At first the police tolerated Pagad, but their vigilante tactics turned sour in 1996 with the horrific (and televised) death of gangster Rashaad Staggie. A lynch mob burned then repeatedly shot the dying gangster. Other gang leaders were killed but Cape Town really began to worry when bombs, believed to have been planted by the more radical of Pagad's members, began to go off around the city. One of the worst was in 1998 at Planet Hollywood at the Waterfront, although by 2000 many other explosions had happened at police stations, synagogues and a gay nightclub. In September 2000 a magistrate presiding in a case involving Pagad members was murdered in a drive-by shooting.

Although Pagad leader Abdus Salaam Ebrahim was imprisoned in 2002 for seven years for public violence, no-one has been convicted, let alone charged for the Cape Town bombings, which thankfully seem to have stopped. Pagad, now designated a terrorist organisation by the government, keeps a much lower and quieter profile.

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Shifting alliances

In December 1997 Mandela stepped down as ANC president and was succeeded by his deputy, Thabo Mbeki. Two years later South Africa held its second free elections. There had been speculation that the ANC vote might drop, but in fact it increased, putting the party within one seat of the two-thirds majority that would allow it to alter the constitution.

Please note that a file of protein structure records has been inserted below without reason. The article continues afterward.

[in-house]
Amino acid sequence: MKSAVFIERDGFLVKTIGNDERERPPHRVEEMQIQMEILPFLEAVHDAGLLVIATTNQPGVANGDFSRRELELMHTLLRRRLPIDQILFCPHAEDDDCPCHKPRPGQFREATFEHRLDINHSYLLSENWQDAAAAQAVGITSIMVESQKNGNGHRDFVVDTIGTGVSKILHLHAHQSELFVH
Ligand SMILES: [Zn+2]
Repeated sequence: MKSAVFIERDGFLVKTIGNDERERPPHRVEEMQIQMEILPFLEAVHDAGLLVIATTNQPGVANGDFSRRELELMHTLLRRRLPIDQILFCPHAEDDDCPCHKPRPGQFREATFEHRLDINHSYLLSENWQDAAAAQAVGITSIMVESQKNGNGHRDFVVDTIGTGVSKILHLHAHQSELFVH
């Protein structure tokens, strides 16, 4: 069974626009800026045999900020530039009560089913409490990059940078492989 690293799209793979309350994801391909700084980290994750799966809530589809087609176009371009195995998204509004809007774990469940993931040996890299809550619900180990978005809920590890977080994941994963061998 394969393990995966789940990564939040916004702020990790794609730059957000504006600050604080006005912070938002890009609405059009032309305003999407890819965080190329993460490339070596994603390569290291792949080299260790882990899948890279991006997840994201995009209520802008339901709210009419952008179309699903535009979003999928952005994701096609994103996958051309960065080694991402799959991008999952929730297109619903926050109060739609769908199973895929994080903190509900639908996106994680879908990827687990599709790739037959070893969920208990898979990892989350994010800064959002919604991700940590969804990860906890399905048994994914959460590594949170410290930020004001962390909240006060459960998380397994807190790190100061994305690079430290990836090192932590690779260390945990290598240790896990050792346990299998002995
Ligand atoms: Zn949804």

In the Western Cape elections in 2000, however, the ANC fared worse. The pact between the old NP, restyled as the New National Party (NNP), and the Democratic Party (DP) to create the Democratic Alliance (DA), brought them victory not only in the provincial elections but also in the metropolitan elections. Two years later, in a previously unthinkable alliance, the NNP ditched the DP to join forces with the ANC, putting the ANC in control of Cape Town for the first time and bringing the city its very first black female mayor, Nomaindia Mfeketo.

Conscious of their core vote in the Cape Flats the ANC-led city council vowed to improve the lot of township folk by upgrading the infrastructure in the informal settlements and investing more in decent low-cost housing, such as the N2 Gateway Project along the motor corridor linking the city with the airport. Urban renewal projects were also announced for Mitchells Plain, one of the most populous coloured areas of the city. Meanwhile, the City Bowl and surrounding areas continued to benefit from increased security and the development of ritzy, loft-style apartments in grand, old structures such as Mutual Heights.

Full integration of the city's mixed population, though, is a long way off, if it's achievable at all. The vast majority of Capetonians continue to live in the bleak, impoverished communities of the Cape Flats, split along racial lines and suffering horrendous economic, social and health problems.